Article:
Thank you so much to everyone who has supported me through this craziness that has been Cornell. I have many thoughts on my last four years, graduating, and all the wonderful people I’ve met along the way, so I hope to find a way to properly say thank you, but for now I at least wanted to let you know what I’ll be up to in the immediate future. I definitely plan to revive the blog, especially because I’ll be off doing who knows what pretty soon. I will do my best to keep in touch throughout the summer and beyond, so if you’d like to contact me and you’re not sure how (since my address, phone number, etc. will all be changing soon) Facebook messenger is (surprisingly) the best bet regardless of where I’ll happen to be.

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Like the balloon says, this is only the beginning (ft. two of my amazing friends, Michaela and Victoria <3)

Ad Maiorem Dei Gloriam!

 

Reverse Culture Shock

  • 285 days
  • 23 flights
  • 10 months
  • 9 countries
  • 8 languages
  • 7 engineering classes
  • 5 niños
  • 4 Cantabria students
  • 3 Cornell students
  • 2 incredibly supportive parents who made this all possible
  • 1 long year of trying to mentally prepare myself to come back

Tuesday starts classes and, along with it, the real reverse culture shock.

In Spain, university is a little different. For one, we only had two weeks off for Christmas break, we came back and had class for another week and a half, and then had exams until the end of January. After my last exam I remember walking home and having that strange but pleasant realization that I don’t have anything in particular that I have to write or calculate or hand in on a certain date at a certain time; of having a seemingly infinite amount of free time, if only for a short while. But somehow I was lacking that usual feeling of great relief that I would always experience while walking out of my last final at the end of a semester at Cornell, as if someone removed all the cinderblocks sitting on top of me and I could finally take a deep breath for the first time since school began. It wasn’t that I thought I had done poorly on my exams and I was worried (in fact quite the opposite, as the Cantabria courses were quite a bit simpler than Cornell’s), but rather that this time, I suddenly realized, I hadn’t even been holding my breath in the first place.

If I had to choose one instance to characterize my experience abroad, at least academically, it would be this.

In Spain I was not constantly tired and I would get stressed out almost exclusively during finals. And even then, only moderately. And even then, not for all of them. In Spain there was almost never any uselessly tedious or overly theoretical homework. The professors took the time to answer questions and only one (out of thirteen) got annoyed with the frequency of mine. In Spain no one was downing cups and cups of coffee to squeeze in one more problem or one more essay before the crack of dawn. No one was comparing their grades with their classmates or beating themselves up for getting a 9 instead of a 10. No one was fretting over their next internship or their GPA or their extracurriculars or their E-board position. They didn’t fill every waking moment with something scheduled, and instead of just working through lunch they actually took a break to go eat something. In Spain they made spending time with friends and family a priority. In Spain I felt balanced; I felt like a real person.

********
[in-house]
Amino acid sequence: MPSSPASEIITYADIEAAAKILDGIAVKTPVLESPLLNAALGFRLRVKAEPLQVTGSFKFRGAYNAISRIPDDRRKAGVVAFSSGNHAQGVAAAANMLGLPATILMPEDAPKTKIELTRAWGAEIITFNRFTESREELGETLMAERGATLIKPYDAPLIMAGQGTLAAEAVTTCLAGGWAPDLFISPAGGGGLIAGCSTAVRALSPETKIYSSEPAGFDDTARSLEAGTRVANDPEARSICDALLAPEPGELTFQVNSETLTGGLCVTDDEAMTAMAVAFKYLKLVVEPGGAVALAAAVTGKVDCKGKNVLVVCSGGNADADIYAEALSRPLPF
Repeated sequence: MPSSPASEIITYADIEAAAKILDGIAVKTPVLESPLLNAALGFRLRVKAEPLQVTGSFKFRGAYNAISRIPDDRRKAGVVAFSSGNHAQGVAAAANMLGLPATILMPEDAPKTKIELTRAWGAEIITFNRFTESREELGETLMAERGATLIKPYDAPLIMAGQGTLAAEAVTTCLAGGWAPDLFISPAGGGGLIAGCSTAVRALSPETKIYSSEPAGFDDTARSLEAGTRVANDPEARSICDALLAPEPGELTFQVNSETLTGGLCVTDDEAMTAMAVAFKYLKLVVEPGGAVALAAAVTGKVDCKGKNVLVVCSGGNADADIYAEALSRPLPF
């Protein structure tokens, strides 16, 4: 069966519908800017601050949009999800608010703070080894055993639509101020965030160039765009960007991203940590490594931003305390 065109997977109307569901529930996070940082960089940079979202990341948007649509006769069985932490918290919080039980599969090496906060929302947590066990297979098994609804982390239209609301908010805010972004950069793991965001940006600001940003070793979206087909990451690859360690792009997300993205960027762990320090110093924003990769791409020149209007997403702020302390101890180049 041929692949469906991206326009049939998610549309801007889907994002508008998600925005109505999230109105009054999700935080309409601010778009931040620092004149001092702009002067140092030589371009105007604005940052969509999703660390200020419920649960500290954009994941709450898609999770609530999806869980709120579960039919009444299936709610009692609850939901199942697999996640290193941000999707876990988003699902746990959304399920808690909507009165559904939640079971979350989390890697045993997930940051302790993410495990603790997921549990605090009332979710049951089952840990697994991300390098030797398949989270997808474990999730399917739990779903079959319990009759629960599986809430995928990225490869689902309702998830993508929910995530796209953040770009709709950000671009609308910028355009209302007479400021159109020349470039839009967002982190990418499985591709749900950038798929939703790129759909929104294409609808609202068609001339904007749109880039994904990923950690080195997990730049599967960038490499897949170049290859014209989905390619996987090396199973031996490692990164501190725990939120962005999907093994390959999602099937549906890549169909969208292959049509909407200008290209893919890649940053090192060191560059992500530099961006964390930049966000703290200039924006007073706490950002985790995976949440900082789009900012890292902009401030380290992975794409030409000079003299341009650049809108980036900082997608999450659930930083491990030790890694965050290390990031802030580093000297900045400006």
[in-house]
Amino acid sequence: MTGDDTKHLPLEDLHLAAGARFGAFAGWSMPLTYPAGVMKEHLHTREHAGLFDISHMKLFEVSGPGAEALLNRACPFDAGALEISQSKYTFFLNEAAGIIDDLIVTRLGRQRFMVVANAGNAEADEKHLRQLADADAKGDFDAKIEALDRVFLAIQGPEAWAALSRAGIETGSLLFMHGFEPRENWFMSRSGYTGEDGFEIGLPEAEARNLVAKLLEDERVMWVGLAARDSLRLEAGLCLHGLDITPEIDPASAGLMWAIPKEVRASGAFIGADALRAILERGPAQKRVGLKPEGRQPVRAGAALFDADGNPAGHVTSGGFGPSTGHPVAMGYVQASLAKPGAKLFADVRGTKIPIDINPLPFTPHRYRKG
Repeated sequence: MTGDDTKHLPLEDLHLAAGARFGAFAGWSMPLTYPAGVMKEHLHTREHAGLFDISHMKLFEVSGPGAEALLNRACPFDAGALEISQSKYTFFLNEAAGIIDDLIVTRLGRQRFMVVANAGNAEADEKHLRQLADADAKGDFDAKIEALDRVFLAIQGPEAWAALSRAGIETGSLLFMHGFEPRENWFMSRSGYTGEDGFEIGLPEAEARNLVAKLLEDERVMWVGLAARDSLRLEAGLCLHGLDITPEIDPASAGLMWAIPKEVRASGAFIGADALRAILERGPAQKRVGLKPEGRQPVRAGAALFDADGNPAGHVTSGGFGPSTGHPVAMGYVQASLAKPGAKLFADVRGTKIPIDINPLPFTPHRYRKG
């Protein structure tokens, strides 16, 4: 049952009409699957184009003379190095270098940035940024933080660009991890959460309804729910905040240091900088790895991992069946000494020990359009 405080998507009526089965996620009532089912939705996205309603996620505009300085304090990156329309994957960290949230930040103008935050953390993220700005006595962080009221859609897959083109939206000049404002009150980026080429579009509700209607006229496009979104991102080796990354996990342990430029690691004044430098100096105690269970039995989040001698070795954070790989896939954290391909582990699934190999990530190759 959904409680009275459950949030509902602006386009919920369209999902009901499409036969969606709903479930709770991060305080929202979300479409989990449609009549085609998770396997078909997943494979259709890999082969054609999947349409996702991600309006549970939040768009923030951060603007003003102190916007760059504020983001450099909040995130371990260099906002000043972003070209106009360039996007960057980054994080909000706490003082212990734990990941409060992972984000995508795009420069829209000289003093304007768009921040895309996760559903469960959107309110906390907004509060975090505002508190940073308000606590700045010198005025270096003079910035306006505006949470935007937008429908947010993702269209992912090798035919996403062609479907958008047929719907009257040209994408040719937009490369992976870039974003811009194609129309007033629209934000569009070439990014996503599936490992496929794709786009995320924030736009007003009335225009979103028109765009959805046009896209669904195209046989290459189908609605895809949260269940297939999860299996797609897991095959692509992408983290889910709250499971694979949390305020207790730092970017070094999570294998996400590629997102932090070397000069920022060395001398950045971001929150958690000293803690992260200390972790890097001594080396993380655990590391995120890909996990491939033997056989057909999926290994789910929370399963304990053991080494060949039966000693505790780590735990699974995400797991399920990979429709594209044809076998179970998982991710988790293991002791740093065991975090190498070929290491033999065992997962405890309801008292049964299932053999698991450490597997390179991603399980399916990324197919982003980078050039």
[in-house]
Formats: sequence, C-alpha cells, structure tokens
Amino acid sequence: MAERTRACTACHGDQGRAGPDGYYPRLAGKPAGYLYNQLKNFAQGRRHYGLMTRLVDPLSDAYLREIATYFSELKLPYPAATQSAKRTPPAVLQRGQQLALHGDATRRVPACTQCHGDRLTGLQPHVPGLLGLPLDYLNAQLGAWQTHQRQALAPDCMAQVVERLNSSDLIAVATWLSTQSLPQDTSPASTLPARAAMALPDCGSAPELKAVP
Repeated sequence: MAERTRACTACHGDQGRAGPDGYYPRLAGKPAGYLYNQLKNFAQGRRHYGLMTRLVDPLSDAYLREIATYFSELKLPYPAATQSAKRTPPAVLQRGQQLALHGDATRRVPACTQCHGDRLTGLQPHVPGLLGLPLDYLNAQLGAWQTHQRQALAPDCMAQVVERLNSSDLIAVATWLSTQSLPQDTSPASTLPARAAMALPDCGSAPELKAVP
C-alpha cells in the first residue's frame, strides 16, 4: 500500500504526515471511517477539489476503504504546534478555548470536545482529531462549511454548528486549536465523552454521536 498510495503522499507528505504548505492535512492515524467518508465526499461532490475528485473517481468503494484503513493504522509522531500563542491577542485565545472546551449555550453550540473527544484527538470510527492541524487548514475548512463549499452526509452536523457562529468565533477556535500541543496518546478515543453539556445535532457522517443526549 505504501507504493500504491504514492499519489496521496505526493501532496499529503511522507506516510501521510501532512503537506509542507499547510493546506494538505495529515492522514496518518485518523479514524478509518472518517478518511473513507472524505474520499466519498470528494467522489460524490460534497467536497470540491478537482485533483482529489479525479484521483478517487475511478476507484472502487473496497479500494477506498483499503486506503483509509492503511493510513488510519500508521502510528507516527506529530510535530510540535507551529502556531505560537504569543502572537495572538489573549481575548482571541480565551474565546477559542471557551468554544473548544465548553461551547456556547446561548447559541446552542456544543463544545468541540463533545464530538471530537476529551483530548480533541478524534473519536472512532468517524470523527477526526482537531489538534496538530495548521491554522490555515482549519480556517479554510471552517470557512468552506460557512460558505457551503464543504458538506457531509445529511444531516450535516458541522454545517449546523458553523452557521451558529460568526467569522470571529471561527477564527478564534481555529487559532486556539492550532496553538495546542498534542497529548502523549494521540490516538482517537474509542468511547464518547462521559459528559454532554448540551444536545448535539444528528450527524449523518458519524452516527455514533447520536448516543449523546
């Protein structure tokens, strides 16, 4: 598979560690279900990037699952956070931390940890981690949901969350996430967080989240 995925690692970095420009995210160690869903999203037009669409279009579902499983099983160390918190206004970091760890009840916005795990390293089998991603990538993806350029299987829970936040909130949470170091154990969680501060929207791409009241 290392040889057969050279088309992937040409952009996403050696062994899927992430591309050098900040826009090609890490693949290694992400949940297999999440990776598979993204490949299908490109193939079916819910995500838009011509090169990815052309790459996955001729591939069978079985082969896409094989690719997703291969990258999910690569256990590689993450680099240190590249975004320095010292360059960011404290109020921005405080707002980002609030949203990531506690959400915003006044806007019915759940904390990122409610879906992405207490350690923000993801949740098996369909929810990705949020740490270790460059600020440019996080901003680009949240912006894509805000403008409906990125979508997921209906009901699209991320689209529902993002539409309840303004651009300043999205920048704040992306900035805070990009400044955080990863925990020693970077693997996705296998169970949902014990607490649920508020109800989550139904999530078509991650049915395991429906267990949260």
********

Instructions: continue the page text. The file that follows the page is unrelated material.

In Spain. But I’m not in Spain anymore. I’m at Cornell, where one of the smart alecky students would probably tell me “all of that is the reason for Spain’s current suffering economy” (that is false, please go take an economics class), “Spaniards are just lazy like that” (also false, please go meet some working Spaniards), or “that’s why Spain isn’t as productive as the U.S.” This last one is actually true, and when one Spaniard said this to me, my response was “so what?” Productivity isn’t everything. If we can cure all diseases and live to be a hundred and fifty but its a century and a half of being overworked and overstressed without the joys of leisure, art, or simply doing things for fun, I will gladly opt for the shorter, happier life.

Perhaps this type of high-pressure, high-stress, and highly competitive environment is just an American thing. Or maybe an Ivy League thing. Or an engineering thing. Or solely an American Ivy League engineering thing. Whatever it is, if this mentality is considered the pinnacle of education and what every school should strive to be, I am more than slightly concerned with where our priorities lie.

While I am incredibly excited to see all my friends, continue working with my Engineers Without Borders team, lead the Cornell Catholic Community, continue volunteering with Alpha Phi Omega, and take advantage of all the amazing opportunities Cornell’s campus has to offer, I have never been so ready to finish school. Don’t misunderstand me: it’s not senioritis, I love to learn and always will. It’s simply that I love to feel like a real human being even more.

Spain (in combination with Bolivia last summer) gave me the opportunity to take one giant step back and look at my life, the world, and their intersection, as a whole, with infinitely greater clarity. After getting so caught up in the minute and insignificant details for a couple of years, I was reminded who I began doing this for in the first place, and thankfully that alone is enough to get me through this final year.